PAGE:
Colonoscopies Can Cause Greater Infection Risk
WEDNESDAY, June 6, 2018 (HealthDay News) — Getting a colonoscopy or an endoscopy may be riskier than you thought.
Researchers report that the rate of infections following these procedures at outpatient ambulatory surgery centers could be 100 times higher than previously believed, a new study finds.
Bacterial infections such as E. coli and Klebsiella can strike 1 in 1,000 patients after a screening colonoscopy, nearly 2 in 1,000 after a non-screening colonoscopy, and more than 3 in 1,000 after an endoscopy, the study authors said.
Using an insurance claim database, Hutfless and her colleagues gathered data from six states — California, Florida, Georgia, Nebraska, New York and Vermont. They tracked emergency room visits for infections and hospital admissions for seven and 30 days after a colonoscopy or endoscopy at an outpatient specialty center.
Hutfless’ team also found that people who had been hospitalized before one of the procedures had even a greater risk of infection.
In fact, nearly 45 in 1,000 patients hospitalized within 30 days before a screening colonoscopy went to the hospital within a month suffering from an infection. For those hospitalized before an endoscopy, the rate of infections was more than 59 per 1,000.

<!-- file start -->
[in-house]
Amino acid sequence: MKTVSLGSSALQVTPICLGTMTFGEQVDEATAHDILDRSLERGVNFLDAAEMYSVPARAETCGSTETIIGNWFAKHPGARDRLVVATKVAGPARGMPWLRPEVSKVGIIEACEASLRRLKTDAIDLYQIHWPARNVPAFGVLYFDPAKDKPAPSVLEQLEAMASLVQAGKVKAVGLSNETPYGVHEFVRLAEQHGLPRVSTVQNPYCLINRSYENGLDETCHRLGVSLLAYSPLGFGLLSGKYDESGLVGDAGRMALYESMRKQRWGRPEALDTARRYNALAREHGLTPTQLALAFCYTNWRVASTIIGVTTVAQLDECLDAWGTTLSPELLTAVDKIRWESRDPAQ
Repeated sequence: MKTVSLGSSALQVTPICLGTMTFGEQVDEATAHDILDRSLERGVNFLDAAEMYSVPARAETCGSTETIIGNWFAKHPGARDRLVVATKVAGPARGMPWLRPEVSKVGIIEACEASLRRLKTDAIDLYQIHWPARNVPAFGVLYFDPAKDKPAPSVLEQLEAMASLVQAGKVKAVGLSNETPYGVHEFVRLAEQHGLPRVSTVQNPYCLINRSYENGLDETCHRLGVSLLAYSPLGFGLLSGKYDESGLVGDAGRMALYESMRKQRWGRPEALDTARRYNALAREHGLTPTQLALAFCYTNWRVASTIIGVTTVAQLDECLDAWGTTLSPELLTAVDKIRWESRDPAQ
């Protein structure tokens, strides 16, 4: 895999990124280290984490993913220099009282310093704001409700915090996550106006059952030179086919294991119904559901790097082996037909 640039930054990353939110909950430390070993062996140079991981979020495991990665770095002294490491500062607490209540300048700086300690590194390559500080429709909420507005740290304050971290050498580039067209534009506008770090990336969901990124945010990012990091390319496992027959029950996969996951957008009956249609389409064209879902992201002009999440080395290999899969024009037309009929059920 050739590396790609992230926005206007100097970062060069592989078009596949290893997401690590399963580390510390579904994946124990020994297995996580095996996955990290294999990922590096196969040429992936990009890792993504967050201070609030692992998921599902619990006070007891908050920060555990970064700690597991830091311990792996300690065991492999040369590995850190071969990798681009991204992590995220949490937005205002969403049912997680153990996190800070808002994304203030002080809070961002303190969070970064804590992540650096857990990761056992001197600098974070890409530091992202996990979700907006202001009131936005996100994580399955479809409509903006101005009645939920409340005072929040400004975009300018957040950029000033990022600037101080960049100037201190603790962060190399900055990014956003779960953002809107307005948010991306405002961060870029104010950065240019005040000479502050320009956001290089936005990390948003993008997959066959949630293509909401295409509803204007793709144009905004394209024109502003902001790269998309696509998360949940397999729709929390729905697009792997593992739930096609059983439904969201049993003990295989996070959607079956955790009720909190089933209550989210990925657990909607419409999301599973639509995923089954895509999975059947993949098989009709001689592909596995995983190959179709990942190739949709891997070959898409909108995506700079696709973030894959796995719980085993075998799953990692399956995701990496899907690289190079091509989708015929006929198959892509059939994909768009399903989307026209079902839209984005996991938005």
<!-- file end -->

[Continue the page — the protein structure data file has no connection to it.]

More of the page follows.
While the majority of these outpatient centers follow strict infection-control guidelines, the researchers found that rates of infections at some centers were more than 100 times higher than expected.
Endoscopy and colonoscopy have revolutionized treatment and prevention of gastric diseases, but patients should be aware of the risk of infection associated with these procedures, the researchers concluded.
The report was published June 1 in the journal Gut.
Reinberg, Steven; Colonoscopies Can Cause Greater Infection Risk”; 6 Jun 2018; HealthDay Reporter